MGMT at First Avenue, 11/18/13
Photo by Mark N. Kartarik
First Avenue, Minneapolis
Monday, November 19, 2013
Is it a good or a bad sign when a show has to move from a larger venue to a smaller one? For one, Andrew VanWyngarden, the lead singer of MGMT didn't care.
He told the audience, "It sure is cool to play here at First Avenue," bringing cheers from the young group of kids there to see the band's style of ambient indie rock. So, for those who could drink, they did, and the ones who snuck in something else, they used it. For the sober ones, the evening could have used a little pick-me-up at times.
For a band that made a name around dance music, MGMT lack the moves onstage. But what they lacked, they made up for in screen projections behind them. The band was comprised of VanWyngarden, his collaborator, Ben Goldwasser, and opening band Kuroma that turned into the backing band for MGMT -- what a financially efficient way to tour. The group opened with "Weekend Wars" off of their breakout album Oracular Spectacular.
Photos by Mark N. Kartarik
Songs off the band's second album, Congratulations, and newest, MGMT, took the group in a different direction. A band that wrote catchy, synth tunes took on psychedelic '70s rock, losing some fans while gaining others. A few of those pieces such as "I Found a Whistle," "Introspection," and "Flash Delirium" fell into the zone of "weird for the sake of being weird," although "Of Moons, Birds and Monsters" off Oracular already showed signs of change in the band's sound. Anyone that paid attention to the screen projection behind the group was treated to intense scenes from flying birds to aliens to nonsensical pictures.
Though not considered to be a shoegaze band, MGMT fits the role perfectly at times, especially when Andrew brings out his falsetto. One of the group's bigger hits, "Electric Feel," was immediately recognized in the beginning riffs, making the audience cheer to the pulsing synth-driven kaleidoscopic piece.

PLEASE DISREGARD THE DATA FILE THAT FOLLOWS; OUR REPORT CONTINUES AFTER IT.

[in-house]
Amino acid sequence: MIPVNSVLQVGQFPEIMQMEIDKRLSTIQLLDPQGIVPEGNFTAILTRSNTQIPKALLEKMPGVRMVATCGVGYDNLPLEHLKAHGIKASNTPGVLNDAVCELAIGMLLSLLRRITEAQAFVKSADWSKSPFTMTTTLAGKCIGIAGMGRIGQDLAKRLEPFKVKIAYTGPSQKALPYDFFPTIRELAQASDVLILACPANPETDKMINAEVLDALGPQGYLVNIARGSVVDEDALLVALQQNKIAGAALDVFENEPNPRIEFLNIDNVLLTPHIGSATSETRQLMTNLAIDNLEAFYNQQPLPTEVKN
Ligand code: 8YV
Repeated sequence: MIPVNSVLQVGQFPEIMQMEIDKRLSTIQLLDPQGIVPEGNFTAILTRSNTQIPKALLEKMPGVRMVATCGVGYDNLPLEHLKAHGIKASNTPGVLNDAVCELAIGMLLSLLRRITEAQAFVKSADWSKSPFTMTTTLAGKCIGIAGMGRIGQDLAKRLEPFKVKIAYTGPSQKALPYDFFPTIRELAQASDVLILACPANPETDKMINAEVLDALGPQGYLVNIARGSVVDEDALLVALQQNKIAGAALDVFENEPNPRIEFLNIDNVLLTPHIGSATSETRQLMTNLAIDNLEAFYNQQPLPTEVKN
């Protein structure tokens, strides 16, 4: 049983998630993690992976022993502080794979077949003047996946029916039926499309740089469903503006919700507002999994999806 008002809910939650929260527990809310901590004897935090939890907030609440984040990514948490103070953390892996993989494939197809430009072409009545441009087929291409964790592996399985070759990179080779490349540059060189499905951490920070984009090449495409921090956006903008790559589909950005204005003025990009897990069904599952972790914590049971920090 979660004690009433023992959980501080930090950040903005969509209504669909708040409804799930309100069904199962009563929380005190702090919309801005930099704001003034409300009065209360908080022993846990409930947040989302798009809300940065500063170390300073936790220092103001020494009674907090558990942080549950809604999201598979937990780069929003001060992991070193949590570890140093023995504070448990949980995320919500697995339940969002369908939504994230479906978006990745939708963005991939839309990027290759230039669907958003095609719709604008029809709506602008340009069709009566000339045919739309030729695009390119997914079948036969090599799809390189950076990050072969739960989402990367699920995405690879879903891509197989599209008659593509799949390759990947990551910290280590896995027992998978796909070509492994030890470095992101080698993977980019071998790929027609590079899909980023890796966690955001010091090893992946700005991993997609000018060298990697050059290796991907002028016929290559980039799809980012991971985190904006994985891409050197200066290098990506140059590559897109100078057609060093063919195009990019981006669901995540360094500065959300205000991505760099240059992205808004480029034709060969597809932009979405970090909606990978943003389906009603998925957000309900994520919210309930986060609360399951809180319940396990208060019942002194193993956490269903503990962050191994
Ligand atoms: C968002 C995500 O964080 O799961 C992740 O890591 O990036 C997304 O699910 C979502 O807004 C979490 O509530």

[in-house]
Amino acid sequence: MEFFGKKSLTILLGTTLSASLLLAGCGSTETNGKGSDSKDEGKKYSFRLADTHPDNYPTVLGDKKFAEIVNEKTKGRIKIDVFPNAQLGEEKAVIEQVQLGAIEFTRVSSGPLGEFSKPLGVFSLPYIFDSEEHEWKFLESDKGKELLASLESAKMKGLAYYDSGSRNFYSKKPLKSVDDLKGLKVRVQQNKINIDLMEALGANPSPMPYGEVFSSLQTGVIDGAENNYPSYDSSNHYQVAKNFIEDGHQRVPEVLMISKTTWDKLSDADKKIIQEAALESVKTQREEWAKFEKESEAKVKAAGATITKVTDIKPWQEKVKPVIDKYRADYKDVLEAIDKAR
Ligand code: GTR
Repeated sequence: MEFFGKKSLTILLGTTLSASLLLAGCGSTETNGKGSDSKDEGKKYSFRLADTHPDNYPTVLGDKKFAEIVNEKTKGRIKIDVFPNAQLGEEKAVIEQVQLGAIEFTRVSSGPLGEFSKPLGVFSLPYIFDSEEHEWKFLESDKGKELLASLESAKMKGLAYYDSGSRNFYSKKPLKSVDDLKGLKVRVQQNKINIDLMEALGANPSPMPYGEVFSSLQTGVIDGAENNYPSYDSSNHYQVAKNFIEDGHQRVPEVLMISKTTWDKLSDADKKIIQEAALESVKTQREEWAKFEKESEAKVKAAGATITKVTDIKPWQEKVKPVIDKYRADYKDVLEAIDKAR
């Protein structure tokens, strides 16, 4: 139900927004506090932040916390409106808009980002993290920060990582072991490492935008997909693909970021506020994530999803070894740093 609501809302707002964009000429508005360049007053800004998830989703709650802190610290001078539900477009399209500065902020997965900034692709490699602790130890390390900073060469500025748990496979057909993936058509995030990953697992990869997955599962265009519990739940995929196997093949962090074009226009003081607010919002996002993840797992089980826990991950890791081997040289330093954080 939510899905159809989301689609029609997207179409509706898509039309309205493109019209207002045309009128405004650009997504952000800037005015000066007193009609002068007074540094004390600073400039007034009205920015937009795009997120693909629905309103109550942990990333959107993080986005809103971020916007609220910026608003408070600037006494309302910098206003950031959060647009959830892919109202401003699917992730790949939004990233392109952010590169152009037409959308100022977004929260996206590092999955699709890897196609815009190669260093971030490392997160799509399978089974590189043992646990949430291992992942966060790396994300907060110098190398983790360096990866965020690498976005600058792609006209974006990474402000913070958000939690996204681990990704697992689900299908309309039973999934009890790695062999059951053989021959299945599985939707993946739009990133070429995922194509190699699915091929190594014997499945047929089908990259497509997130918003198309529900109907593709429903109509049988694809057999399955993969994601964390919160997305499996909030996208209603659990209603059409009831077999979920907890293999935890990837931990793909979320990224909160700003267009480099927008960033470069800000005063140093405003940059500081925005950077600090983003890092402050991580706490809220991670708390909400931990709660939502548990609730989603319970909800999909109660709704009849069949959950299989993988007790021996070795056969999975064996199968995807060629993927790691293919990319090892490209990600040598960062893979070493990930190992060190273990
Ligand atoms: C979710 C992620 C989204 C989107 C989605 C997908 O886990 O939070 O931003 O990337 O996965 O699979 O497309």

What everyone was actually waiting for was the massively fun "Kids." As soon as Goldwasser hit the first notes, all of the kids were off their feet. Phones were pulled out as VanWyngarden took his hand-held camera and pointed it at the audience. So meta. With their extended bridge, the band got to jam on three different keyboards, stretching the piece to over eight minutes and extending the party a little bit longer. Hopefully this is not a parallel to the band's career -- living off the one hit. As the group gathered after the bridge to finish out the song, MGMT was in their element, and reminded everyone that they still knew how to throw a party.
They followed up with a new piece "Alien Days" and came back for a two song encore of "Your Life is a Lie" and "Pieces of What?" a song that questions the significance of life, but with "Kids" out of the way, the rest of the evening fell a little flat.
Photos by Mark N. Kartarik
Critic's bias: Admittedly, I stopped listening to MGMT after Oracular Spectacular, so for those that know the catalog better than me, it was most likely a more fun night. I did see them years ago when they opened for Beck at the Roy Wilkins and was a little underwhelmed by their performance then, also.
The crowd: More younger dudes than girls that nodded politely along to the songs.
Overheard in the crowd: "I hate when people call them 'Management.'" Me, too.
Random notebook dump: Due to the curfew, "The Handshake" was left off the setlist, and much thanks to the soundguy who got me the setlist.
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